Emilie du Chatelet: a free-spirited physicist
A pioneering Enlightenment scientist whose work was unjustly sidelined after her untimely death.
Emilie du Chatelet was esteemed in 18th-century France as a brilliant physicist, mathematician, thinker and linguist whose pioneering ideas and formidable translations were known all across Europe. And yet, after her death in childbirth in her mid-40s she was nearly forgotten, and if she was remembered at all, then as a companion and collaborator of the famous writer Voltaire.
Du Chatelet’s insights into kinetic energy foreshadowed Einstein’s famous equation and her suggestions for experiments with the different colours of light would only be carried out half-a-century after she’d written about them. Plus she was a remarkable personality, determined to live a life of an independent woman, often pushing the boundaries of what was acceptable even in the liberal social circles of her day.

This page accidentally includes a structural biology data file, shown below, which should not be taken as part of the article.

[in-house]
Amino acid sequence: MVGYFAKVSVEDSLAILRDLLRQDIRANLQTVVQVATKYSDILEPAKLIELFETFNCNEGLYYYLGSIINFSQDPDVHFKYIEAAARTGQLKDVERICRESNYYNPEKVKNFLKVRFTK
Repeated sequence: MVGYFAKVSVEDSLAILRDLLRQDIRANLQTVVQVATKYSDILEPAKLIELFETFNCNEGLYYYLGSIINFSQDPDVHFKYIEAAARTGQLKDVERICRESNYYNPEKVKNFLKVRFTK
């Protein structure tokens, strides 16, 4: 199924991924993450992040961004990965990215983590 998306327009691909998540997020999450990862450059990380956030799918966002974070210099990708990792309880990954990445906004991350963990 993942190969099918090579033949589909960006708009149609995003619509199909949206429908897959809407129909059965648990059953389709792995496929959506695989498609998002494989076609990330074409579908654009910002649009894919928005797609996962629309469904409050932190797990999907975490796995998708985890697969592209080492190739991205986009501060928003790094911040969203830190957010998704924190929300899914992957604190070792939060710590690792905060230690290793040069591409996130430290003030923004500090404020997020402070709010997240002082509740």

Bridget Kendall discusses du Chatelet’s life and work with history professor Judith Zinsser, Chatelet’s biographer David Bodanis and philosophy professor Ruth Hagengruber.
Painting: Gabrielle Emilie de Breteuil (1706 -1749), marchioness of Le Chatelet by Marianne Loir. (Photo by Raphael Gaillarde/Gamma-Rapho/Getty Images)
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